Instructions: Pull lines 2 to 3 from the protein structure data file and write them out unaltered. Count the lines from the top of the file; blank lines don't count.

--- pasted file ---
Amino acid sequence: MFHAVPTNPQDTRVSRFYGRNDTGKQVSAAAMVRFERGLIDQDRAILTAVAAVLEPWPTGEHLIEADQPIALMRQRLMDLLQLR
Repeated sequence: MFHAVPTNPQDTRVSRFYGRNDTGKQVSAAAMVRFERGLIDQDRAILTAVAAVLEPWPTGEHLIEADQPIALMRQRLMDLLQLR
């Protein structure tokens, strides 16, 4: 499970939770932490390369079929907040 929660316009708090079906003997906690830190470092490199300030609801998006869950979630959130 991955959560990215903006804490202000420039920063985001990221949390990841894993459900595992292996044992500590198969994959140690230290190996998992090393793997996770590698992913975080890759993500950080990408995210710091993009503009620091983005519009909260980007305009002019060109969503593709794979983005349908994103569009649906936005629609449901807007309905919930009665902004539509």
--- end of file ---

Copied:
Repeated sequence: MFHAVPTNPQDTRVSRFYGRNDTGKQVSAAAMVRFERGLIDQDRAILTAVAAVLEPWPTGEHLIEADQPIALMRQRLMDLLQLR
């Protein structure tokens, strides 16, 4: 499970939770932490390369079929907040 929660316009708090079906003997906690830190470092490199300030609801998006869950979630959130 991955959560990215903006804490202000420039920063985001990221949390990841894993459900595992292996044992500590198969994959140690230290190996998992090393793997996770590698992913975080890759993500950080990408995210710091993009503009620091983005519009909260980007305009002019060109969503593709794979983005349908994103569009649906936005629609449901807007309905919930009665902004539509």